A brief history of GNU/Linux

And by brief, I mean as short as possible. The Linux story has been written down over and over, so here are the basics for the few who have not already read or heard it:

In the beginning, there was UNIX. It was an operating system developed in the ’70s, that was originally meant to be a workbench for creating applications, growing from this into a multi-purpose (and multi-user) operating system. From UNIX, the minimal version MINIX was created, mainly for educational purposes.

Neither UNIX nor MINIX was free (as in freedom, more on that later), at the time. In 1983, a guy called Richard M. Stallman started working on what he called “a complete Unix-compatible software system called GNU (for Gnu’s Not Unix)”. He decided to give it away for free.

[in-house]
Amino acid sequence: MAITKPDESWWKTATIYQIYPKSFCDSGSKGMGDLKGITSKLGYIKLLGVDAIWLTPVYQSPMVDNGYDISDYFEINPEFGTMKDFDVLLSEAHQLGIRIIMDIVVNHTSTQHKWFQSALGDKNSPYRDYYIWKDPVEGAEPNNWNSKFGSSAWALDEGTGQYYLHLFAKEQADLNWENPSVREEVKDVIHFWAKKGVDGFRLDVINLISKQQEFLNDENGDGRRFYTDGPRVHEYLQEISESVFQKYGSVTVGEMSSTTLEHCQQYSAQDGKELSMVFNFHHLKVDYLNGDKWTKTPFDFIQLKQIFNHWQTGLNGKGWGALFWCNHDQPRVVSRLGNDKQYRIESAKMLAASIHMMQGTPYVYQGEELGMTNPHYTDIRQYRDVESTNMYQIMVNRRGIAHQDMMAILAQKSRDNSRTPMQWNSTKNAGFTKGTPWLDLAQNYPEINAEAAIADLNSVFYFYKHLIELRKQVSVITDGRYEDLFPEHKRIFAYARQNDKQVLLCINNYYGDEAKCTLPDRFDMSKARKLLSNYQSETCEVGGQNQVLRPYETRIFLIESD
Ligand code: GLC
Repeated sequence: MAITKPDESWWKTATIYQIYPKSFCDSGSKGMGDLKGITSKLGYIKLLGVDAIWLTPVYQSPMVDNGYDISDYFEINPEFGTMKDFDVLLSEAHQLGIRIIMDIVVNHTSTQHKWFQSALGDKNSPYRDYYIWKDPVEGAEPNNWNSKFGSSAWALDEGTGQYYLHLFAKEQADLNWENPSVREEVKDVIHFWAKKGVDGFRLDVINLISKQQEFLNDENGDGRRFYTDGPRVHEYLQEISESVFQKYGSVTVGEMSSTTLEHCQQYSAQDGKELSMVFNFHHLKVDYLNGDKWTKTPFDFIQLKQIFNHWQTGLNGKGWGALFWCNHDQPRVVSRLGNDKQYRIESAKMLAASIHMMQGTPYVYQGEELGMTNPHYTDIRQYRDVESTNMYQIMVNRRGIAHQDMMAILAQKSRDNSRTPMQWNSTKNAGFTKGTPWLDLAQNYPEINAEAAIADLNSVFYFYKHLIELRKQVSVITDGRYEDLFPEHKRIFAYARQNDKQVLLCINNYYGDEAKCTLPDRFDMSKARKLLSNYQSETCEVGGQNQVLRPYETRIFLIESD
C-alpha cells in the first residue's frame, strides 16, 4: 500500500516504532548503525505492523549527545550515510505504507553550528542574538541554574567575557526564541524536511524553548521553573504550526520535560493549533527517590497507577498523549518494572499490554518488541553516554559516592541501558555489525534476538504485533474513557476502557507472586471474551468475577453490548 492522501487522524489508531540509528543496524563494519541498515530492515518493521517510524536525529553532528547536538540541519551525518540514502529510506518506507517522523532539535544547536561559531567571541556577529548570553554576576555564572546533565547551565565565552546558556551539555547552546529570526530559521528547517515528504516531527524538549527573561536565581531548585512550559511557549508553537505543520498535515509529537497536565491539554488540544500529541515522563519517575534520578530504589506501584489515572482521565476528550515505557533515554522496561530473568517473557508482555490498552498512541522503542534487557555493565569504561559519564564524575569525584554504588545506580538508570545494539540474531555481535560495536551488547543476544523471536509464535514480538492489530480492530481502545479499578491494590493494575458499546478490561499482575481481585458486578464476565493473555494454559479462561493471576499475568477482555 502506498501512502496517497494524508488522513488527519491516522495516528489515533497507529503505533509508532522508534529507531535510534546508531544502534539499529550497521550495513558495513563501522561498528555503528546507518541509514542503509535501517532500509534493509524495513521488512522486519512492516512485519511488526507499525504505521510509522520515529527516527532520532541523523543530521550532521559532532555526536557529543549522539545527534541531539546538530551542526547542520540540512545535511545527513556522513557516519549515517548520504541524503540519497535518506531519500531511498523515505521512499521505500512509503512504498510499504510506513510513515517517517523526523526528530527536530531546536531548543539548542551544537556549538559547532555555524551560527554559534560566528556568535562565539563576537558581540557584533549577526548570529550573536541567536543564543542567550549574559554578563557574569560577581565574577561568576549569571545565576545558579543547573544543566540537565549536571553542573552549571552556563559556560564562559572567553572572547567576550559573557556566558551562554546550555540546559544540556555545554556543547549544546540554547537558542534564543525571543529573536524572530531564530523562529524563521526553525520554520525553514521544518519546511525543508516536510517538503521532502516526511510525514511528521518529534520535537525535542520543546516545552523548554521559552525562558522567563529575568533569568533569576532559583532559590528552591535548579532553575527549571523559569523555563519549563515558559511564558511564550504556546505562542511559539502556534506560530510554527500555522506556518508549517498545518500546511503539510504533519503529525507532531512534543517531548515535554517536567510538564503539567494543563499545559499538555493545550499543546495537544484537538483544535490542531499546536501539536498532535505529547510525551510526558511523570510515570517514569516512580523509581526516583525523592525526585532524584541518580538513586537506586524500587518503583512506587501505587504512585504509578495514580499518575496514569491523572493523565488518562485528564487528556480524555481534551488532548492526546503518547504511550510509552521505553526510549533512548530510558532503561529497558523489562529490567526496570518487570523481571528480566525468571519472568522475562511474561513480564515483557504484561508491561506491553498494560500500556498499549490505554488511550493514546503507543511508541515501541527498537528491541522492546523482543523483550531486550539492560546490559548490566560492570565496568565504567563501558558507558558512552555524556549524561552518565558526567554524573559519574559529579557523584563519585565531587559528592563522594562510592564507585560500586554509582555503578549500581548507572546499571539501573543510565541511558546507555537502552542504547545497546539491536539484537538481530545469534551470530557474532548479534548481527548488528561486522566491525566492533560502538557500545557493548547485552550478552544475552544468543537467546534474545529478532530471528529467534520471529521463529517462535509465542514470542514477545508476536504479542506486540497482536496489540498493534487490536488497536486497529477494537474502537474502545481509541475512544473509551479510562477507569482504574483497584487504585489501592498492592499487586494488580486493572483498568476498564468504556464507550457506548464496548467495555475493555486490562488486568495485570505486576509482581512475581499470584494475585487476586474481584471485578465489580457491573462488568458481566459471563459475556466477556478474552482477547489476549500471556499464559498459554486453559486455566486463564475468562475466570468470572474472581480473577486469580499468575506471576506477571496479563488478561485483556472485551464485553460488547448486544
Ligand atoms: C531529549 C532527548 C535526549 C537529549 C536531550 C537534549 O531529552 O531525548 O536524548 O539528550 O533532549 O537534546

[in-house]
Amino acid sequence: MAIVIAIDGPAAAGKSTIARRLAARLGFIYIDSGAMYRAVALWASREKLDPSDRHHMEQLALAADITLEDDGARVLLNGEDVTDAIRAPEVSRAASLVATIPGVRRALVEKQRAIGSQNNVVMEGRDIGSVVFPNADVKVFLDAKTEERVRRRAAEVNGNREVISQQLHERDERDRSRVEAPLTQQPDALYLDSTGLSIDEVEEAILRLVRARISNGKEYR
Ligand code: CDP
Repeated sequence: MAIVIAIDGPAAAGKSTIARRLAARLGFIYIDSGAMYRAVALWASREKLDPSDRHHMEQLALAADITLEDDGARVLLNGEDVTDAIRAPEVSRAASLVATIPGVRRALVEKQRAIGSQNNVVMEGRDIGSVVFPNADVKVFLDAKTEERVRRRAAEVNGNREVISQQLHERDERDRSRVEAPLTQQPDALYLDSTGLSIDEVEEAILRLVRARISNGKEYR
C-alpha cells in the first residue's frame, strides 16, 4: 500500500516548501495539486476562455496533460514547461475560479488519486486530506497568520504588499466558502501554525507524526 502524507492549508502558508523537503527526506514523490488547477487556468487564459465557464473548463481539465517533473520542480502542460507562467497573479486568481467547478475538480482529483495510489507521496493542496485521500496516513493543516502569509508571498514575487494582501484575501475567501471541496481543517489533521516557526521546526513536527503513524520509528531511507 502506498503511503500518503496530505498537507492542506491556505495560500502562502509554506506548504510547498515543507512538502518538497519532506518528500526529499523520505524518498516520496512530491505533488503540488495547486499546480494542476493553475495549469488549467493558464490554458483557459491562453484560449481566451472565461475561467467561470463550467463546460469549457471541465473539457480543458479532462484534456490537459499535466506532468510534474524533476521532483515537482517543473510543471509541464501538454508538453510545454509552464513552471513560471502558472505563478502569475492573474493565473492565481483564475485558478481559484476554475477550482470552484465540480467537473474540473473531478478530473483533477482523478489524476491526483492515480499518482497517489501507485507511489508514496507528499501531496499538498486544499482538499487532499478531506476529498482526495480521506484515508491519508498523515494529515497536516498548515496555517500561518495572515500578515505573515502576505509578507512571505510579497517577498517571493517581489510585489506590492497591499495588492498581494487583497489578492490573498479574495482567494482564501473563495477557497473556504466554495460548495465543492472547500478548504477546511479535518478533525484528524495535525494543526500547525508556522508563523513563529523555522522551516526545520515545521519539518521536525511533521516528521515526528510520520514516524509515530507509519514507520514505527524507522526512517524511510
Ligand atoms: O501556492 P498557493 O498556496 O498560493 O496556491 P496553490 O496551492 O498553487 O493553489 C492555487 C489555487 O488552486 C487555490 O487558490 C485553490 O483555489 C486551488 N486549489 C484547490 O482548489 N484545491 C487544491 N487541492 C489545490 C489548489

Fast forward to 1991. Linus Torvalds, a Helsinki computer science student and penguin enthusiast, has been working on something he called “a hobby project”, based on MINIX. He wanted to create a similar system, for his own education. Not surprisingly, he has named it after himself (who wouldn’t). It’s called the Linux kernel.

The last ingredient was fate (or luck, or divine intervention) so that these two people would find each other (there was probably a lot more elaborate effort and even more people involved, but your humble author was not there to confirm, besides, fate sounds a lot more interesting). Stallman’s GNU was nearly ready, it had all the tools and components, except for one thing, the kernel (the bit that sits between hardware and applications, in very rough terms). Stallman’s kernel, the GNU Hurd was coming along slowly and was nowhere near production grade.

Combining the GNU tools with the Linux kernel seemed like a good idea at the time (and in fact it still does). GNU/Linux was born.

Baby tux